To spare you from wading through the Office for Budget Responsibility’s latest Economic and Fiscal Outlook that accompanies the Autumn Statement, here are five graphs that sum up some of its key forecasts. The graphs compare today’s forecasts with those made at the last Budget and then those made in George Osborne’s first Budget in June 2010 (leaving blank spaces where no forecasts were made). I’ve added brief comments to each, but the overall theme is: improvements from the last Budget, but we’re still far from the optimistic forecasts that the OBR made back in 2010.
1. THE GROWTH CHART. No surprise here, the OBR has upgraded its growth forecasts for this year and next. Specifically, it reckons that the economy will grow by 1.4 per cent this year – more than double the 0.6 per cent prediction made in March – and by 2.4 per cent in 2014.
2. THE BORROWING CHART. This is the one, aside from growth, that Osborne made the most of – and that’s replicated on the OBR homepage. Now that they’ve added a forecast for the financial year 2018-19, they’re able to say when, if all goes to plan, the budget will be back in balance. Of course, the June 2010 Budget suggested that balance would be achieved a year or two earlier.
3. THE STRUCTURAL DEFICIT CHART. This, the cyclically-adjusted current budget, is what Osborne generally means when he talks about cutting the deficit. It’s basically that part of the deficit that would remain even if the economy were in peak condition. Which helps explain why its position hasn’t improved with the growth forecasts. If anything, it’s going to take us slightly longer to reach a surplus than forecast in the March Budget.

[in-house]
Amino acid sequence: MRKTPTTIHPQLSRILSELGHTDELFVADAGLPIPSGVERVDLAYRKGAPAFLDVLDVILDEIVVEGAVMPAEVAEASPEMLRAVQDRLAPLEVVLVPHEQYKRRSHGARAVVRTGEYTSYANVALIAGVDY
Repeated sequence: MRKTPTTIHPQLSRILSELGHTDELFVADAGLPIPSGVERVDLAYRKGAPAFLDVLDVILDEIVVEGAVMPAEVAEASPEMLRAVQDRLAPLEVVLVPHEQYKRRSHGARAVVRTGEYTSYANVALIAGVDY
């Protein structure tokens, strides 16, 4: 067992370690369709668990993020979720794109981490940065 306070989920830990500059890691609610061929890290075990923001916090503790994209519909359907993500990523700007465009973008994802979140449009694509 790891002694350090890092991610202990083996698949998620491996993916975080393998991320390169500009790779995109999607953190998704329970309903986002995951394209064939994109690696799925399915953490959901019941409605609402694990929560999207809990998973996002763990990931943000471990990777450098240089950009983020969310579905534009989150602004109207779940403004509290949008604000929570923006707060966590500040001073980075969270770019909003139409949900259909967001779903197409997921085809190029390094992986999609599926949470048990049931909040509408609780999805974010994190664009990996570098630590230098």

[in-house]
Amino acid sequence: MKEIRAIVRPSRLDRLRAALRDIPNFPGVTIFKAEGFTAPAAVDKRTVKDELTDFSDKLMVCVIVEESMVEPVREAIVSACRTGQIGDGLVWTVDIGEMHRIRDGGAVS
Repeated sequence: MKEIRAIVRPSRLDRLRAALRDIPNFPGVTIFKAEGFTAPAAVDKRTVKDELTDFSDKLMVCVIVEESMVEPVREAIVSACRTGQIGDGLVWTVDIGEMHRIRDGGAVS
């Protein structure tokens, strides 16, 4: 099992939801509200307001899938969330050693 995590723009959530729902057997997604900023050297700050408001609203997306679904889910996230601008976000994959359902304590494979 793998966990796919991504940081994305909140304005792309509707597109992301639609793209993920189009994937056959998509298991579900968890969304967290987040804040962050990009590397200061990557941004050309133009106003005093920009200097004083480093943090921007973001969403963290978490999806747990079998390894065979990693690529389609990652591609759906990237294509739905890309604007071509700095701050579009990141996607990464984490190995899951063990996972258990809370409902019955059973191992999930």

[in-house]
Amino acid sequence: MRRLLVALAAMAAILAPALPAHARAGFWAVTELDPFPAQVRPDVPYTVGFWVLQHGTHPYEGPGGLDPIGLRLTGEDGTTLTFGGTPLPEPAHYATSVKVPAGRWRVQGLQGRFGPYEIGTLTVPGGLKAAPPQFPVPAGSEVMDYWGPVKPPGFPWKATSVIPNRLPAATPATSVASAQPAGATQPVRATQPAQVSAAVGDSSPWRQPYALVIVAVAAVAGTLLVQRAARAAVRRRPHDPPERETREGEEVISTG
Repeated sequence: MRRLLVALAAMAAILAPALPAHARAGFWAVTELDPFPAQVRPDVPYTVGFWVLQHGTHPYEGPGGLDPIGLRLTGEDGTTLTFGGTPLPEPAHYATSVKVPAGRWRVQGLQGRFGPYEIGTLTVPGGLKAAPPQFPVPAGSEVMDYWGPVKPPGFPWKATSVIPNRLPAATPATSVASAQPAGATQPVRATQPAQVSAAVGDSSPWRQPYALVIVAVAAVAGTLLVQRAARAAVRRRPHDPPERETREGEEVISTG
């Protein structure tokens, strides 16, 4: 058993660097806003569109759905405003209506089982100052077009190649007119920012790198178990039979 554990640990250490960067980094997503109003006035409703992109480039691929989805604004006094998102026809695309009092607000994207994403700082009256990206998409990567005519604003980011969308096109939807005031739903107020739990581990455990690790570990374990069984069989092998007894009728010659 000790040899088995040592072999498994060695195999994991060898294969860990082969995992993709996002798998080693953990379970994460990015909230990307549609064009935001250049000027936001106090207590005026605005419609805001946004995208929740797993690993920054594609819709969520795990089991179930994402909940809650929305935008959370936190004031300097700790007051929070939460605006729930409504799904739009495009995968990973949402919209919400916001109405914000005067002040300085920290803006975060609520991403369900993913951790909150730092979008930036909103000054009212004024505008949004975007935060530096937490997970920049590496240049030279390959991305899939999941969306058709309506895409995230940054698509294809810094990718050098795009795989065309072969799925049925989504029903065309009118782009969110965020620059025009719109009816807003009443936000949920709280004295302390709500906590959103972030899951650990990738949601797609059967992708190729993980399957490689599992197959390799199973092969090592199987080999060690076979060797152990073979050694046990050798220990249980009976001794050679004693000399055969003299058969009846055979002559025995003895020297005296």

4. THE DEBT GRAPH. Aka, the scary graph. It may be a little less scary than in March, but an expected peak debt of 80 per cent of GDP is still pretty hair-raising. Of course, Osborne was already missing his original target to have debt declining as a percentage of GDP by 2015, and that hasn’t changed:
5. THE EMPLOYMENT GRAPH. Strikingly, the employment line has lost the plateau that developed in the last set of forecasts – it’s now making upwards progress throughout this year and beyond.